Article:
An amused Powell chimes in. “He had Sydney Sweeney as his fiancée in seventh grade—he lost it, and lost the deposit on the ring?” he asks. “It feels like a sad rom-com in itself. That’s going to be the redemption story that we’re really talking about. He’s going to put together the pieces of that ring and come back for Sydney’s heart.”

Powell and Sweeney keep bantering as they reminisce about shooting in Australia—nights spent camping out on the beach, and a day of filming that they’ll never forget. At one point in the movie, Ben and Bea are all dressed up for a pivotal conversation outside of an iconic Australian landmark. “That day while we were shooting that scene, Barack Obama happened to be visiting the Sydney Opera House,” says Powell. “I’ve never had a set visit from the president before. As a grand romantic gesture, I brought Barack Obama. Just one of those Barack Obama slow claps in the distance.”

As they wait for Anyone but You to hit theaters December 22, Sweeney and Powell hope audiences feel as strongly about the film as they do. “A great rom-com is really the kitchen sink of the feels,” says Powell. “You get two people that hate each other, and then they love each other so much, and they’re vulnerable. Then they laugh…. The reason why people get sentimental about rom-coms is that it really is everything that movies should be. You want to revisit them. It’s like comfort food.”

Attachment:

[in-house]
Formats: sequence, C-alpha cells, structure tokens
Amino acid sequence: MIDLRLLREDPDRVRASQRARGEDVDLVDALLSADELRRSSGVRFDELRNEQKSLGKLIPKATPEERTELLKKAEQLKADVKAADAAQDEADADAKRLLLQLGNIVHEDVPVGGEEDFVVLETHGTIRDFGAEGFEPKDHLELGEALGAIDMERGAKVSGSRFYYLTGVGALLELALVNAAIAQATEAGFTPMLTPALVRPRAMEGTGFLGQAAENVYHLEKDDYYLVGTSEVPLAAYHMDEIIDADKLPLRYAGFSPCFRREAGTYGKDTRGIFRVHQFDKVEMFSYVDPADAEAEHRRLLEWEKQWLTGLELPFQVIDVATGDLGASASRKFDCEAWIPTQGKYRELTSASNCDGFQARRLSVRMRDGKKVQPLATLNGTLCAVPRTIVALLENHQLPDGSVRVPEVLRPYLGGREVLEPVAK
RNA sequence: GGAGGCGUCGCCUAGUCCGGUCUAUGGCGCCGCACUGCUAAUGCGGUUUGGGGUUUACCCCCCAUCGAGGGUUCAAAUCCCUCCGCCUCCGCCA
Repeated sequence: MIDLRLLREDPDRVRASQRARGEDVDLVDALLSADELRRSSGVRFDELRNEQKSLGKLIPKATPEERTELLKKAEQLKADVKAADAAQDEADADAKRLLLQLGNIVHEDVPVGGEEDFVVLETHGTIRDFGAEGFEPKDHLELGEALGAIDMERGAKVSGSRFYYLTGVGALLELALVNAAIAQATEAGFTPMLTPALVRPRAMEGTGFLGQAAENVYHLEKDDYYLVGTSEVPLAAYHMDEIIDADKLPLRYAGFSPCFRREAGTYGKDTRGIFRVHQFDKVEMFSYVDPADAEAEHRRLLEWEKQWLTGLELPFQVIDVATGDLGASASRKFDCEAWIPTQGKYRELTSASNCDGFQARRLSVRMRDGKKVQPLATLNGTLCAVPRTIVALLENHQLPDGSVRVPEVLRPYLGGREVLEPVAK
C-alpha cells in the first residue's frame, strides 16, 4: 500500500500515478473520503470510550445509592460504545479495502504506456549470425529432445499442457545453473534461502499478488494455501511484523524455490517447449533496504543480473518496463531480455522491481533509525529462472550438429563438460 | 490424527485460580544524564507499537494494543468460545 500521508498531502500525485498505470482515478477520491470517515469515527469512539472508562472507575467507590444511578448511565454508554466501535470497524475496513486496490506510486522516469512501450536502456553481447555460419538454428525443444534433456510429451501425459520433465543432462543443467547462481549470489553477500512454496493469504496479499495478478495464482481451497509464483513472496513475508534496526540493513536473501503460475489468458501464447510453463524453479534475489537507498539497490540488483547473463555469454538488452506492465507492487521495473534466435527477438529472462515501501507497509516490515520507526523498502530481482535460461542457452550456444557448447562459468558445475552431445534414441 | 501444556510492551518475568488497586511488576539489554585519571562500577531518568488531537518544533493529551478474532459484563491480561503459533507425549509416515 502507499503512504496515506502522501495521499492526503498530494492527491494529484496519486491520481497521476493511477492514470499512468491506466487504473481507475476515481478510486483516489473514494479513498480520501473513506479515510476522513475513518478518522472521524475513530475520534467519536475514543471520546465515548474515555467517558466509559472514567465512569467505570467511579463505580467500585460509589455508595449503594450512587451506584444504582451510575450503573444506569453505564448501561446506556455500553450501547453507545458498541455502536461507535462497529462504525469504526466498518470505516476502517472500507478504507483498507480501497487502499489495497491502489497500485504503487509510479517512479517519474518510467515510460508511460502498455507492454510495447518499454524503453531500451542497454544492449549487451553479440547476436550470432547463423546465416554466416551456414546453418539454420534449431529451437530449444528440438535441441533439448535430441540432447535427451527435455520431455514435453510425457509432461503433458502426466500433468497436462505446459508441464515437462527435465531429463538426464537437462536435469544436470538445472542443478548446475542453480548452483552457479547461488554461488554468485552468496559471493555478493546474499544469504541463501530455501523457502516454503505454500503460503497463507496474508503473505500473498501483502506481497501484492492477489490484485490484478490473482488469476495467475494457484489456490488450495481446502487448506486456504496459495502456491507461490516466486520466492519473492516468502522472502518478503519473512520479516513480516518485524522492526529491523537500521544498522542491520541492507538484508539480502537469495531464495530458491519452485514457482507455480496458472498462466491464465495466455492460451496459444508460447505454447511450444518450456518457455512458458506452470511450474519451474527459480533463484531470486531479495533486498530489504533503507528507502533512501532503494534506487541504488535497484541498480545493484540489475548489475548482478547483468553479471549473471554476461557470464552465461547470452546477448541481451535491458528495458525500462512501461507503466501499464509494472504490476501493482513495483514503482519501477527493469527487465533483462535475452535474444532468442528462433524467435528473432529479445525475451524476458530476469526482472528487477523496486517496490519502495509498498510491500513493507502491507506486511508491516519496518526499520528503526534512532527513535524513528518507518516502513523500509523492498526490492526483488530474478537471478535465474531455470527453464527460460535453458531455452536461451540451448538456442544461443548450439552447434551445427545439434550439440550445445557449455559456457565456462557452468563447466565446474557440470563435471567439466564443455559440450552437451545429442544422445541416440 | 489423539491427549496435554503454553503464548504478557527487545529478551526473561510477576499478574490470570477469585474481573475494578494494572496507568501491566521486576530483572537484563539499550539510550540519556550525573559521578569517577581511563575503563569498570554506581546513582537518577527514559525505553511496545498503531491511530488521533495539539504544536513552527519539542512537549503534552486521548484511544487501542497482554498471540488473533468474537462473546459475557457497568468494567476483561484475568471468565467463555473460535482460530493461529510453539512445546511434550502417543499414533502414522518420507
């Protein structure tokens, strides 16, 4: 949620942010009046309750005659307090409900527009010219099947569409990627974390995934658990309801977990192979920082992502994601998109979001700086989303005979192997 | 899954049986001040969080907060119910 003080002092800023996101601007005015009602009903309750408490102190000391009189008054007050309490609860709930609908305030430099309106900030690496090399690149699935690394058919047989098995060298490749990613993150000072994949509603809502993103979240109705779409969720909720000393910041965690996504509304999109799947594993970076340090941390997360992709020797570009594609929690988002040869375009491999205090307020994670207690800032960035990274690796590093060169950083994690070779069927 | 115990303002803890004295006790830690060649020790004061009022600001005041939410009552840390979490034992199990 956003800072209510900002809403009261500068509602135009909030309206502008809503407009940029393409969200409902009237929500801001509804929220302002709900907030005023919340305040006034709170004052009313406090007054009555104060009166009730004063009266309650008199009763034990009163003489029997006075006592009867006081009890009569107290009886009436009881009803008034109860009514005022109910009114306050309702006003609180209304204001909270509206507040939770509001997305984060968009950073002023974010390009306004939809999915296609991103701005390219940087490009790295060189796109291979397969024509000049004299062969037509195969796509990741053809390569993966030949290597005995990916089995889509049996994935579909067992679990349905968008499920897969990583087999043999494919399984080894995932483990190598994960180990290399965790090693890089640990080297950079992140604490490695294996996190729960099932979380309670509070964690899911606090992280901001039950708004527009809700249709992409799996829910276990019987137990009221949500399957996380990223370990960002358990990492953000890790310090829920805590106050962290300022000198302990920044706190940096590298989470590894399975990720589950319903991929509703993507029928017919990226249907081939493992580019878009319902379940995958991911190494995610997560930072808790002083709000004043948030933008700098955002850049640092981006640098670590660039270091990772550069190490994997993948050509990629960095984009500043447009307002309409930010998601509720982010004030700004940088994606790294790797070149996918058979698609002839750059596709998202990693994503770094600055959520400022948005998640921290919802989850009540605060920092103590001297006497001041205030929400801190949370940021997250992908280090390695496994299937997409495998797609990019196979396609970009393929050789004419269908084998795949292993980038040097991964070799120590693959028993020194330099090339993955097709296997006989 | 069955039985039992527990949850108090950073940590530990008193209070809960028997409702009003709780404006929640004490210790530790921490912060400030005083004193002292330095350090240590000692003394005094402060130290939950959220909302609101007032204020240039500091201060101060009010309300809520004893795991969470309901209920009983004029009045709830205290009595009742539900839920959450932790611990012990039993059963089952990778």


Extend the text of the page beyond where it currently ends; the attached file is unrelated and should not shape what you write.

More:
They also hope viewers will leave the theater quoting some of the film’s most memorable moments—or singing a few off-key renditions of Natasha Bedingfield’s “Unwritten,” which gets a lot of airtime in the movie. “[If] my career does not go well, I’ll be singing this at birthdays and bar mitzvahs for the rest of my life,” Powell jokes. “I’ll be on Cameo, singing ‘Unwritten’ for anyone.”